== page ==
Tourists discover peaceful Nicaragua
If Granada invokes the heady smell of orange blossoms, the lavish Moorish-styled Alhambra or the rhythms of flamenco guitar, you've travelled too far. On this side of the Atlantic ocean, the Nicaraguan city of Granada is squeezed between the hulking Mombacho volcano and Lago Cocibolca, 20th largest lake in the world. Craig Baskett and Eva Logan have just returned from there.
If Granada invokes the heady smell of orange blossoms, the lavish Moorish-styled Alhambra or the rhythms of flamenco guitar, you’ve travelled too far. On this side of the Atlantic ocean, the Nicaraguan city of Granada is squeezed between the hulking Mombacho volcano and Lago Cocibolca, 20th largest lake in the world.
Craig Baskett and Eva Logan have just returned from there.
As Nicaragua celebrates its second decade of peace, tourists are discovering Granada as one of the most attractive historic centres in Central America.
“Over the years we’ve spent a fair bit of time in Mexico and Guatemala, and have always enjoyed the culture and food of this region,” says Baskett, who adds they became curious about Nicaragua after hearing and reading about the country’s safety record, charming architecture and great value.
MUST SEES, MUST DOS
According to Logan, when it comes to Nicaraguan culture, new and old, nothing compares to Granada, which is an easy one-hour drive or cab ride from the country’s capital of Managua.
Founded in 1524, Granada is today one of the oldest colonial cities in the Americas. Baskett says despite the frequent assaults from pirates and ambitious imperialists over the years, a good portion of the city’s colonial architecture remains intact. Add the narrow, cobblestone streets and courtyards cafes, and it’s no wonder this Calgary couple enjoyed the city so much.
Like many towns, life in Granada unfolds in the tree-lined Parque Central.
A vast square flanked by colonial mansions and an imposing bright yellow cathedral, here local artisans sell bracelets, rings and other jewelry, as well as other handmade items.
Baskett says keep your eyes open for the Sultan Cigar shop. Like elsewhere in the country, these are made from 100 per cent Cuban tobacco and sell for as little as $1 apiece.
After a day in the sweltering sun, Baskett and Logan retreat to their comfortable, air-conditioned room. Like the other nine rooms in Casa de San Francisco, this one overlooks a traditional colonial garden courtyard. (Casa San Francisco: 207 Calle Corral; 505-552-8235; casasanfrancisco.com; $60 a night for double occupancy and with breakfast.)
By mid-afternoon, other hotel guests, also looking to cool down, join them poolside. Happy hour is well underway offering the second best bargain of the day: four bottles of Tona, the local lager, for $3.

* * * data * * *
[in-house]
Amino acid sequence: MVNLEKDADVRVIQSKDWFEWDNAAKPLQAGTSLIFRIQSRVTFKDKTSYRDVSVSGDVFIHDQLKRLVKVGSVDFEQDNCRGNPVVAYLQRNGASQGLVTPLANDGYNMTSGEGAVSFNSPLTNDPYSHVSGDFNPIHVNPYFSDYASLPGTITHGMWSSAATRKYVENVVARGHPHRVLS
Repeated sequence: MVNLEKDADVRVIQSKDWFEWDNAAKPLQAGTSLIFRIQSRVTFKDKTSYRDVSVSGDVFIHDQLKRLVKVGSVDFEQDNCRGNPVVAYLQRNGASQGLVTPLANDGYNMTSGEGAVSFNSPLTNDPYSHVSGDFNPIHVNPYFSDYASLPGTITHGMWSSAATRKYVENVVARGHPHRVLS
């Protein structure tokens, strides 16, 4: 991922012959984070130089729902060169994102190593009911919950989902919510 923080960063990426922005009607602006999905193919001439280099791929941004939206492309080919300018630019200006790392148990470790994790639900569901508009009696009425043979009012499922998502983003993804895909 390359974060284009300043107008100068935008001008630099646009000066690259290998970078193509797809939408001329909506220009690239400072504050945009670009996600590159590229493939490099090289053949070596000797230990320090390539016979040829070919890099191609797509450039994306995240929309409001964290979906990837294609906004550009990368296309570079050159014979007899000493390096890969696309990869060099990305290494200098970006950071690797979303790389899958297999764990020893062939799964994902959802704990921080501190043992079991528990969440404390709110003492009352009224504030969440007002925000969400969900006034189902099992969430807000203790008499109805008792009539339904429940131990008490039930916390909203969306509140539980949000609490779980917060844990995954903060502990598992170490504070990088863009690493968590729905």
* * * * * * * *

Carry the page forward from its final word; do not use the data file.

It’s here from this vantage point that Baskett comes to realize his imaginings of a dangerous Nicaragua, land of Contras and Sandinistas were clearly outdated.
“At Cafe Deliet, which is on the spacious front porch of Hotel Alhambra overlooking the parque, you can feast on tender beef and tasty chicken dishes,” says Logan.
“Grilled fish straight from the lake is also on the menu, and all meals come with the delicious fries made from tiny, locally grown potatoes.”
After dinner she says, “It’s a good idea to pop into the Internet cafe in back of the hotel where they sell Eskimo ice cream treats, then head over to watch the teenage boys play soccer on the cobbles in front of the Cathedral.” (Cafe Deliet: Costado Oeste, Hotel Alhambra; 505-552-4486; dinner for two $40 with wine.)
Another way to avoid the heat that begins to build toward noon is to head into the surrounding naturaleza.
A number of eco-excursion companies have sprung up, each one prepared to take you to the upper reaches of the Mombacho volcano cloud forest.
Mombacho hasn’t erupted in centuries, which has allowed the crater to evolve into a huge sunken hole of vegetation. It’s a nature preserve inhabited by howler monkeys, and some say, small jungle cats.
Higher still, you are granted views of Lago Cocibolca (also known as Lake Nicaragua).
Las Isletas — a cluster of 350 volcanic islands — were formed by a Mombacho lava flows eons ago.
Baskett describes them as looking like “pearls scattered over the water’s surface.”
Today the islands are easily accessible by taxi boat or kayak. Most are no larger than a big rock. Some have been snapped up by wealthy Nicaraguans (including the country’s president, Daniel Ortega) and foreigners for vacation homes. But hardworking fisherman and painters (whose works are on display in the local churches and elsewhere in town) make up the largest populations, and one island has a fast-breeding colony of spider monkeys.
Tours, arranged through the hotel, run about $30 per person.
According to this Calgary couple, some of the best aspects of Central America are packed into the area in and around Granada.
There are huge tracts of forests like in Costa Rica, the kind of well-preserved colonial cities you’d find in Guatemala and unsullied beaches as good as those in El Salvador.
According to Baskett and Logan, the local expression: “Granada is Nicaragua; the rest is just mountains,” pretty much sums up their experience.